The only bad thing about my bike was that it had no turning capabilities. The good thing is you can still ride it straight of course. There was no way I was planning to walk a perfect rollable bike. I tentatively started out at a few miles slowly winding the mph up while pedaling. Lucky no incidents happened I just kept getting disorientating feeling to go to the right side of the road on every turn it was rather disturbing. The simplest thing as turning your head over your shoulder to look left and then realizing your are on the left side and looking over the right shoulder would be the appropriate course of action. After arriving safely and some discussion with the mechanic we came to the conclusion that the inflator piece had slipped down within the fork forcing us to turn the bike upside down and knock it out. Sorting this problem out and tightening the cap we run into rather stiff staring in the head tube from side to side. Apparently I had managed to put one of the bearings on upside down. Jeeez wonder how that happened…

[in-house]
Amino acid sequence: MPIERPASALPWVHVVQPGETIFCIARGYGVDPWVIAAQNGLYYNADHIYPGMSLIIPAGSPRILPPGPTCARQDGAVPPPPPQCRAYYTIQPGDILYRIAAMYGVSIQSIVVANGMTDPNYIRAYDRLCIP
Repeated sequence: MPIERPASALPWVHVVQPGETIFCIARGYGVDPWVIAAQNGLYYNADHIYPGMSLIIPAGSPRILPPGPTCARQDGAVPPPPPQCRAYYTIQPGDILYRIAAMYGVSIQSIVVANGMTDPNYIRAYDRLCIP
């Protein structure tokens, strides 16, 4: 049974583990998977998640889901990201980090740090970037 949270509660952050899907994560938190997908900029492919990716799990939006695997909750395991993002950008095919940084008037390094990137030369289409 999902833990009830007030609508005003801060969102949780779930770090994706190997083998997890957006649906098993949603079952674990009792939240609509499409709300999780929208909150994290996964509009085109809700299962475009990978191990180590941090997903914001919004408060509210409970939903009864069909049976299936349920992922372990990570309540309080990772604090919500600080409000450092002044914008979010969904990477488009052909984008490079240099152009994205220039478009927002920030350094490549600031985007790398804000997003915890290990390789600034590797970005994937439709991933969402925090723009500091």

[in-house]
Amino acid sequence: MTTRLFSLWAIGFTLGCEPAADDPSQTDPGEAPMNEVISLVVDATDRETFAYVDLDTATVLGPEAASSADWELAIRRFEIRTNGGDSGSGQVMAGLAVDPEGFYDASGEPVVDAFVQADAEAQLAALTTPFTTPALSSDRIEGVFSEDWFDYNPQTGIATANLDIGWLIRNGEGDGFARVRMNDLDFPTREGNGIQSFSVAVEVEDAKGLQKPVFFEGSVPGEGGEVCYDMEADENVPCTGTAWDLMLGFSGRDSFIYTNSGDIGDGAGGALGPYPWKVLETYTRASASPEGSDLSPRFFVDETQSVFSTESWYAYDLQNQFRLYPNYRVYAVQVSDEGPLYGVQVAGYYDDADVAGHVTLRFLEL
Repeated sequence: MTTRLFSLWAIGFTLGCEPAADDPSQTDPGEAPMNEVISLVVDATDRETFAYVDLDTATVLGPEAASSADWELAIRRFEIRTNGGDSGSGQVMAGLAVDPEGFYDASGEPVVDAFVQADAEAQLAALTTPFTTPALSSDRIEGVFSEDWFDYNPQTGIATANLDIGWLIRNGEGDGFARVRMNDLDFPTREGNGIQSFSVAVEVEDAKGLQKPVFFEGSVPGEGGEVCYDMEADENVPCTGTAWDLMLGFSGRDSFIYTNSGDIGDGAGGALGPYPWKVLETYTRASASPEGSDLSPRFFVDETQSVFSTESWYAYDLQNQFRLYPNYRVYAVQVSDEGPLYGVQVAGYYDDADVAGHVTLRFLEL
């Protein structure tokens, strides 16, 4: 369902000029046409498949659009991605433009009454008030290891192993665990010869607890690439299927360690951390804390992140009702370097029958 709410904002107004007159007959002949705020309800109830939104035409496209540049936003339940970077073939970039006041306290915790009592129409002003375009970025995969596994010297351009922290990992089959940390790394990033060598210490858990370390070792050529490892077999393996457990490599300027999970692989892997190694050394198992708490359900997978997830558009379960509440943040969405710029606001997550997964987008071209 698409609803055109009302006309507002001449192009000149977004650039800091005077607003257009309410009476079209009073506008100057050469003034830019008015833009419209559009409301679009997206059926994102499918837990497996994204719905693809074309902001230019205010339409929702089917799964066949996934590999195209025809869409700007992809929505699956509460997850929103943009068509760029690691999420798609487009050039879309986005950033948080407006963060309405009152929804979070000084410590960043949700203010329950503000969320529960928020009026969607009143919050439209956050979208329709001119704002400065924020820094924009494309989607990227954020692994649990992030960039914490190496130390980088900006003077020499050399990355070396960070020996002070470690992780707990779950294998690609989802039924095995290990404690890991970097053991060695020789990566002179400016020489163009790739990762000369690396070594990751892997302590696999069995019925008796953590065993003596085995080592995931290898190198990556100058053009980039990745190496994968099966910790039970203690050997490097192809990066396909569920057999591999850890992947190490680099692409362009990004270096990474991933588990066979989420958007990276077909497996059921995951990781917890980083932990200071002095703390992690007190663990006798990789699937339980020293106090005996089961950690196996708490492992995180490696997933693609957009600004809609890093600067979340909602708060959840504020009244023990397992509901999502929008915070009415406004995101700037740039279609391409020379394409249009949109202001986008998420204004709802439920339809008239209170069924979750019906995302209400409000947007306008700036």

After asking the nice gentleman a million or so questions I managed to get the lowdown on the group rides in the area while the bike problem was successfully solved. Thanking the gentleman as I was leaving I managed to get a “CHEERS” in response. Little did I know this puzzling response would evolve into a habit of mine after much interaction with the lovely british people. The most annoying thing I learned people greet you with when they see you is “you alright”. No matter how many times people greet me with “you alright” it still implies to me that I am unwell or do not look as I normally look. Your implying to me that I do not look OK British people. Alight enough of my rant so I have made my way home and am settling in at Lancaster University. Prepare to look for another post about my first adventure mountain biking in Scotland. Which managed to replace various other places as my favorite place in the World. If I would to describe Scotland I would so with words like
A home away from home
These words still can not do it justice. There are some places in the world that you simply feel you belong and will always call your name.